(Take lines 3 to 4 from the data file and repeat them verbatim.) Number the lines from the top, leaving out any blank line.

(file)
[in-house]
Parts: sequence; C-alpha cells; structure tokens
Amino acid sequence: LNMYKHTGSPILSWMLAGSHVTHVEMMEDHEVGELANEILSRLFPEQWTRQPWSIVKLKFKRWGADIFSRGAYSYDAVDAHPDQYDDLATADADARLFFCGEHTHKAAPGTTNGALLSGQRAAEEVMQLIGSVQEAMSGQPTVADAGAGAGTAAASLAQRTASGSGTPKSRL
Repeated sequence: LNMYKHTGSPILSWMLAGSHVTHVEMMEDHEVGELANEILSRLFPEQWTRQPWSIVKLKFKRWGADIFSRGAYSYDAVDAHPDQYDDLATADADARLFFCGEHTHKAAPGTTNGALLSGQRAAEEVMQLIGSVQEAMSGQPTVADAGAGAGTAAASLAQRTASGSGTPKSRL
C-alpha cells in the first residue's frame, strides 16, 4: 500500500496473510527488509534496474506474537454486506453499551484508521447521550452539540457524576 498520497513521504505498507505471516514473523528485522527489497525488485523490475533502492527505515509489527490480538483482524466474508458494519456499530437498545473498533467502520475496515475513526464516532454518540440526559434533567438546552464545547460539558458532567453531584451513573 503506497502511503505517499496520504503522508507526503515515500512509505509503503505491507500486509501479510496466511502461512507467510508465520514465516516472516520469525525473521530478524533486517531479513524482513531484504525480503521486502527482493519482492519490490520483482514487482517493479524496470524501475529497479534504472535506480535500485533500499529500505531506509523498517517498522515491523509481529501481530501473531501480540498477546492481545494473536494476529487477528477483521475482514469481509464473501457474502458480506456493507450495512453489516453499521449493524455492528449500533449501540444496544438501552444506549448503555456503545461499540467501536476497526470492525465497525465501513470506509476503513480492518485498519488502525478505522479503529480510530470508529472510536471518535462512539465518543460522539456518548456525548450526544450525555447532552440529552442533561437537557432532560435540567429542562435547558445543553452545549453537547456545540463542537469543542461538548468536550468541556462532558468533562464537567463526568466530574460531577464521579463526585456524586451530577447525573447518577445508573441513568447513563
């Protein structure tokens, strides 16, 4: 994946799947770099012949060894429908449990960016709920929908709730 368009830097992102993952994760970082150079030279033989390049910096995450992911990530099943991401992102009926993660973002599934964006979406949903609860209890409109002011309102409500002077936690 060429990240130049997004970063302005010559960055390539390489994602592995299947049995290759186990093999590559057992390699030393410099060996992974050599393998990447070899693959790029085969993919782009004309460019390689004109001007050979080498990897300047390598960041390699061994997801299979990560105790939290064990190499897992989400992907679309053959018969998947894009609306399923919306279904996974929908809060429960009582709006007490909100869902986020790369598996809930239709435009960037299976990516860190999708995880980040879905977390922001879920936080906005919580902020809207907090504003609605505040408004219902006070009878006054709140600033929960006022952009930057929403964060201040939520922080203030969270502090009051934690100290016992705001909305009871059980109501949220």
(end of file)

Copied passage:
Amino acid sequence: LNMYKHTGSPILSWMLAGSHVTHVEMMEDHEVGELANEILSRLFPEQWTRQPWSIVKLKFKRWGADIFSRGAYSYDAVDAHPDQYDDLATADADARLFFCGEHTHKAAPGTTNGALLSGQRAAEEVMQLIGSVQEAMSGQPTVADAGAGAGTAAASLAQRTASGSGTPKSRL
Repeated sequence: LNMYKHTGSPILSWMLAGSHVTHVEMMEDHEVGELANEILSRLFPEQWTRQPWSIVKLKFKRWGADIFSRGAYSYDAVDAHPDQYDDLATADADARLFFCGEHTHKAAPGTTNGALLSGQRAAEEVMQLIGSVQEAMSGQPTVADAGAGAGTAAASLAQRTASGSGTPKSRL